The blue light found emitted by your phone, tablet, computer, or TV is very disruptive. You can try to minimize the impact by using devices with smaller screens and by turning your brightness down. There’s also light-altering software such as f.lux that removes the blue light from your computer screen when it becomes nighttime.
Exercising, even if only for 10 minutes a day, can improve your sleep quality. People who exercise regularly also tend to feel less sleepy during the day. Try to avoid exercising within 3 hours of your bedtime as this can make it harder to fall asleep because you are too stimulated.
Consuming stimulants, such as caffeine, in the evening interferes with your ability to fall asleep and may affect deep sleep. A nice substitute is having a cup of noncaffeinated herbal tea before bed.
Most people sleep best in rooms set to 60-65°F. If you get to hot in bed, keeping a foot out from under the covers is an easy and effective way to cool your body down.
Going to sleep and waking up at the same time every day (including weekends!) will help to regulate your body’s clock and could help you fall asleep and stay asleep for the night.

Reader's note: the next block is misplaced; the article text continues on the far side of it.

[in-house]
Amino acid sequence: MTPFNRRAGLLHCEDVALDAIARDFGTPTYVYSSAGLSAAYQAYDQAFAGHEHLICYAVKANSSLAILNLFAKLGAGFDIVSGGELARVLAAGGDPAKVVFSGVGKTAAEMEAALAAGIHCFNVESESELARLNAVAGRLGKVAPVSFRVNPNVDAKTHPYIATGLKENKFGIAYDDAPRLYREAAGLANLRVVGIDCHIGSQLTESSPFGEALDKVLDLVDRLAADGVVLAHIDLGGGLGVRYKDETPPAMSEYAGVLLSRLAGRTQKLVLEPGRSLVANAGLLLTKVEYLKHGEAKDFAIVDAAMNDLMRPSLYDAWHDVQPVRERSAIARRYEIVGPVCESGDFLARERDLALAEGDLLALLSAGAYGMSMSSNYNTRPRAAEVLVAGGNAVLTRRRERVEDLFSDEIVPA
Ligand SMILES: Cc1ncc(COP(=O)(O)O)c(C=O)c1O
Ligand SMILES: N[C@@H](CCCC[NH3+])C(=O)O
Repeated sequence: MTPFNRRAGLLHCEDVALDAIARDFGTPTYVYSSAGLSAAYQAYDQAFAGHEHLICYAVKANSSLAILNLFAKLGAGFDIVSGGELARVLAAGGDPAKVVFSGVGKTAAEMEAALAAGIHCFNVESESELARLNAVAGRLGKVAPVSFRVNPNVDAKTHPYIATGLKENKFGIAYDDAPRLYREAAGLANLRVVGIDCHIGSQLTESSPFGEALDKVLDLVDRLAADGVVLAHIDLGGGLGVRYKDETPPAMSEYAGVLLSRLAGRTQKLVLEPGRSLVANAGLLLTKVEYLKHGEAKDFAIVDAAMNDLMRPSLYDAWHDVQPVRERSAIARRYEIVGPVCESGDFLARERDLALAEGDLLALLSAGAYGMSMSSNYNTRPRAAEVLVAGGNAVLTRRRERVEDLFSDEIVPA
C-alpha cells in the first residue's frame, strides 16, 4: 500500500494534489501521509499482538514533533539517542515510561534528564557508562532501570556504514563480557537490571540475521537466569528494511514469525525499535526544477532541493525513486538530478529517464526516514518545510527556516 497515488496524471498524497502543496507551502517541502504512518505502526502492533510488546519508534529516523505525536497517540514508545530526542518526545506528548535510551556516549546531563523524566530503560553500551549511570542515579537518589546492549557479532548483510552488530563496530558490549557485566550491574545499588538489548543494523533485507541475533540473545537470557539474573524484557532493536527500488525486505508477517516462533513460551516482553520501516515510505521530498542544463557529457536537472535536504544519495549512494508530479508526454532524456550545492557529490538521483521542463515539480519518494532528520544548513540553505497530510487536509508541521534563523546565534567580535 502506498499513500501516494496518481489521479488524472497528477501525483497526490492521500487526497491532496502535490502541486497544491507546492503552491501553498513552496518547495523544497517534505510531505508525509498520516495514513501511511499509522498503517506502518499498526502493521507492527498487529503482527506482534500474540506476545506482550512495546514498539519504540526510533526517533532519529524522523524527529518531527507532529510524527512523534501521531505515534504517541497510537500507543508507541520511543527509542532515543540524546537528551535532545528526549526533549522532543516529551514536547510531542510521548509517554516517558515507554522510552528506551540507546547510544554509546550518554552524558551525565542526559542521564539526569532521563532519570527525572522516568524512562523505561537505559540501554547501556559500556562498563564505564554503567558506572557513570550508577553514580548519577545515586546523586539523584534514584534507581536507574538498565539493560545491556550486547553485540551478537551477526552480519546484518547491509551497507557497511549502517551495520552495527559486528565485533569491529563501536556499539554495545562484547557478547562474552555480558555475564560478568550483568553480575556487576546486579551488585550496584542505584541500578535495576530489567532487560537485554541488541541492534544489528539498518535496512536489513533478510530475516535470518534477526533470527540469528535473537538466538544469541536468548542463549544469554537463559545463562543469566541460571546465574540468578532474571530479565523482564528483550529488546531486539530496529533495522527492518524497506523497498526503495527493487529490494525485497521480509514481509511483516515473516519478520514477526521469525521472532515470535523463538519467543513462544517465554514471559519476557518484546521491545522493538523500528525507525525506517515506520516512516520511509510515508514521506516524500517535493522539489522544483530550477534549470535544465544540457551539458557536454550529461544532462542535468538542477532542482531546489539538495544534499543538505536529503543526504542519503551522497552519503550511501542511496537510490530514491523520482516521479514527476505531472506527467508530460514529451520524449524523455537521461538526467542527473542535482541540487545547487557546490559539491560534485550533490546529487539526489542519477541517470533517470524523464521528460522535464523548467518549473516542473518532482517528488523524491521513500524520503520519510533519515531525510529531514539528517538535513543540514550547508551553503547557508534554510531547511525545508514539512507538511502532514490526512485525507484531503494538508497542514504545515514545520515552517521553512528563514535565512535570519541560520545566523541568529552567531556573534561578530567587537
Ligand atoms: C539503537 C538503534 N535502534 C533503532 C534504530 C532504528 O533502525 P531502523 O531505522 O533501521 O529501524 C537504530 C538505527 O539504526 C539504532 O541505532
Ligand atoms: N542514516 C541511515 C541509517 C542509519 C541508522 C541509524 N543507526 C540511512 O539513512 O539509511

Whether it’s drinking a cup of tea, listening to music, taking a bath, or reading a book, doing the same things each night just before bed cues your body to settle down for the night. This also forces you to allot time each night to winding down before going to sleep.
A dark, quiet room is much more conducive to sleep. The use of light blocking shades can help to keep your room especially dark. If you can’t avoid or eliminate noise from neighbors, traffic, or other people in your household, you may want to try using a white noise machine or earplugs to block out distractions.